This framework can also be thought of in terms of mechanisms of action (MOA), a concept defined in the field of pharmacy as the process by which a given agent ffects a given outcome. The "outcome" can be thought of as the prediction of a behavior and the agent as the given behavioral theory. In other words, the mediating variable is the MOA that allows a given theory (agent) to result in the affecting the outcome of behavior.

The need for this type of research can be demonstrated with a look at the literature. For instance, in a meta-analysis used to quantify the relationship between 44 psychosocial variables (most of which were drawn from the theory of reasoned action) and heterosexual condom use, only nine of the variables had effect sizes that could be characterized as medium to strong. Only three of those had been drawn from the theory of reasoned action (Sheeran, Abraham, & Orbell, 1999). Additionally, an extensive review article revealed that the theory of planned behavior substantially predicted behavioral intention but was less predictive of behavior (Godin & Kok, 1996). These examples support the contention put forward by the developers of the mediating-variable framework that existing theoretical research accounts for a relatively small percentage of the variance in target behaviors. Taking a step back from complicated interventions whose designs attempt to incorporate all facets of these behavioral theories may provide insight into basic behavioral relationships. By focusing instead on the ability of interventions to effect changes in mediating variables, researchers are able to place another limit on the impact of an intervention on the outcome behavior (Baranowski, Lin, Wetter, Resnicow, & Hearn, 1997).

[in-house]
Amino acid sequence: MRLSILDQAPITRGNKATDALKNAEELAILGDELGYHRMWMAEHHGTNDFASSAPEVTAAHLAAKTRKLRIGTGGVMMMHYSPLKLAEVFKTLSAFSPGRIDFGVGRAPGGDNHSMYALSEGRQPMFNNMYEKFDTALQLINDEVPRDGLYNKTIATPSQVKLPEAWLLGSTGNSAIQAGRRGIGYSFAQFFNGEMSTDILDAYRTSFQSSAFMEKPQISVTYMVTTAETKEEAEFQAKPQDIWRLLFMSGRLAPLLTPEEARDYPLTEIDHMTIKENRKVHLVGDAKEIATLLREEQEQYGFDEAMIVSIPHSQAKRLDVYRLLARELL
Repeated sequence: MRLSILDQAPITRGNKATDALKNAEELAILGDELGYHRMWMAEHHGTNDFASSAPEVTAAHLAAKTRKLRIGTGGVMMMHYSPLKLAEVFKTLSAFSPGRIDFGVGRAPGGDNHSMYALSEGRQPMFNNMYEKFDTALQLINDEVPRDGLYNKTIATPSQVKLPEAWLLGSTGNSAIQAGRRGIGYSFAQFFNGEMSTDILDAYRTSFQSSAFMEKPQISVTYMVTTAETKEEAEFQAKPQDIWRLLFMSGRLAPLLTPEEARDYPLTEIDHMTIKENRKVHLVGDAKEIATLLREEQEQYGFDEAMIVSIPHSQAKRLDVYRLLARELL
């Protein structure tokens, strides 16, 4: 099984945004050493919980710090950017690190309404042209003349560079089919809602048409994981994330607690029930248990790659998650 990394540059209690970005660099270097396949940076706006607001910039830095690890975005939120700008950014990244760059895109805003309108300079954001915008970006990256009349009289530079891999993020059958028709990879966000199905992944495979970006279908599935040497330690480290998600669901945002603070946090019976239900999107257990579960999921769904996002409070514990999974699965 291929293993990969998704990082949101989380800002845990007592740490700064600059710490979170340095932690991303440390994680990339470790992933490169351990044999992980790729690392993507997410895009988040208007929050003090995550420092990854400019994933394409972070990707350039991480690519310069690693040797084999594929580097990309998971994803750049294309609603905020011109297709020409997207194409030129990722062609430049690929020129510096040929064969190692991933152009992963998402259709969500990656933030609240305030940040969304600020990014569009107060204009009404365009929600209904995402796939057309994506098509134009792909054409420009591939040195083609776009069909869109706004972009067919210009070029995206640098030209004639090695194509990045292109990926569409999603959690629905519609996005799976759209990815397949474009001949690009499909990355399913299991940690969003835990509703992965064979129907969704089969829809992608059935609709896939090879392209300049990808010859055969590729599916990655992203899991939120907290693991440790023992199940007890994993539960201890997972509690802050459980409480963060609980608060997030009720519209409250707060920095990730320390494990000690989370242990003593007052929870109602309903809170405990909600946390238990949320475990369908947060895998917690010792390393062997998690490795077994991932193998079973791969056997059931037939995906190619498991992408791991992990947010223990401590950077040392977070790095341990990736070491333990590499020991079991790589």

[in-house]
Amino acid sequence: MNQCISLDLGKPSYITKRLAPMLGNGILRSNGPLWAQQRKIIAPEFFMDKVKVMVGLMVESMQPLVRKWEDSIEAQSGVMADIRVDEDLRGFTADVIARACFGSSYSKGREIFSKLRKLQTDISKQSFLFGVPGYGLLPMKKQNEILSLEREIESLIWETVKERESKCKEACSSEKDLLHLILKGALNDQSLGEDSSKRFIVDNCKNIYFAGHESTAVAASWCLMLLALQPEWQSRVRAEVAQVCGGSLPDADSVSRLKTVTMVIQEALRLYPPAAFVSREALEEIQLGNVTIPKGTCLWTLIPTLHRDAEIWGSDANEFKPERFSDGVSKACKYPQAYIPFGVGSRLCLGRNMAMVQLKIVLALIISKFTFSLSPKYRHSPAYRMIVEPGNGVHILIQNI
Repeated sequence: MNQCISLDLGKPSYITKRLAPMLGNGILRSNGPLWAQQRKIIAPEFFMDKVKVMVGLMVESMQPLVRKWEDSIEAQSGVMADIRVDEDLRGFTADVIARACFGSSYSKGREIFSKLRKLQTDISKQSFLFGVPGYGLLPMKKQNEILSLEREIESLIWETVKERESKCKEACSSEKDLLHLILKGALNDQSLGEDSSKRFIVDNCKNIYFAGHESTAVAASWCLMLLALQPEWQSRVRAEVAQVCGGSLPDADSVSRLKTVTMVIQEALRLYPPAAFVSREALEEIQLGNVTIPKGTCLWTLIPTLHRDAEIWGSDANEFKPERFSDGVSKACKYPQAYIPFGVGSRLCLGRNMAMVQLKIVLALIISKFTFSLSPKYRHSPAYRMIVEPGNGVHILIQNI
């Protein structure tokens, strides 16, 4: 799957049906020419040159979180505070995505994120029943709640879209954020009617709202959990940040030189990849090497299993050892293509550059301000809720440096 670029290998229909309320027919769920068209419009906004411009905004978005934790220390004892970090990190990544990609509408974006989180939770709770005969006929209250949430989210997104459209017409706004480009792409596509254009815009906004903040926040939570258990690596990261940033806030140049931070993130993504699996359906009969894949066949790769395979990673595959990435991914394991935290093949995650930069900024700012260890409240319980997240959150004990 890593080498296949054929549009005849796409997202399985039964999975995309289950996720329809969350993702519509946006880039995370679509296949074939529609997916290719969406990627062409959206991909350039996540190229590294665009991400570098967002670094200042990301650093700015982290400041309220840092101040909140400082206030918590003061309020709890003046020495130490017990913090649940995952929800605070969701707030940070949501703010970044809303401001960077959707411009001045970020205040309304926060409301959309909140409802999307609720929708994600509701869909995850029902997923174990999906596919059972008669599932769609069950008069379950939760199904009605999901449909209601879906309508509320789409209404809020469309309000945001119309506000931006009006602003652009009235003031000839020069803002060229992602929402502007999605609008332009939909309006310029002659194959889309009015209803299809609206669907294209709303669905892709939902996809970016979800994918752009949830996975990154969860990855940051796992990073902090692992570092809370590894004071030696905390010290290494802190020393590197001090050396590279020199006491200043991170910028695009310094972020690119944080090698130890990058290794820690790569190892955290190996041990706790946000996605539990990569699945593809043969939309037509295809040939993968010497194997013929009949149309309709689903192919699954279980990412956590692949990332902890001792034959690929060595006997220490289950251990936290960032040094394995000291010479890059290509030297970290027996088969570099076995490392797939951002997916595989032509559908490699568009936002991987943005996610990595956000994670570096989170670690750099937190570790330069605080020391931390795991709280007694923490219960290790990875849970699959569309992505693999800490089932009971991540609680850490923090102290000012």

It is important to note that the mediating-variable framework does not question the value of behavioral theory for designing effective interventions. On the contrary, because the mediating variables for behavioral interventions are drawn directly from behavioral theories, the framework actually highlights the importance of theory for understanding intervention results.


Before an intervention based on the mediating-variable framework can be developed, possible mediating variables for a given behavior must be identified and examined individually. Some of the most common mediating variables that can be drawn from the above-mentioned behavioral theories include self-efficacy, past behavior or previous experience, social support, and behavioral intention.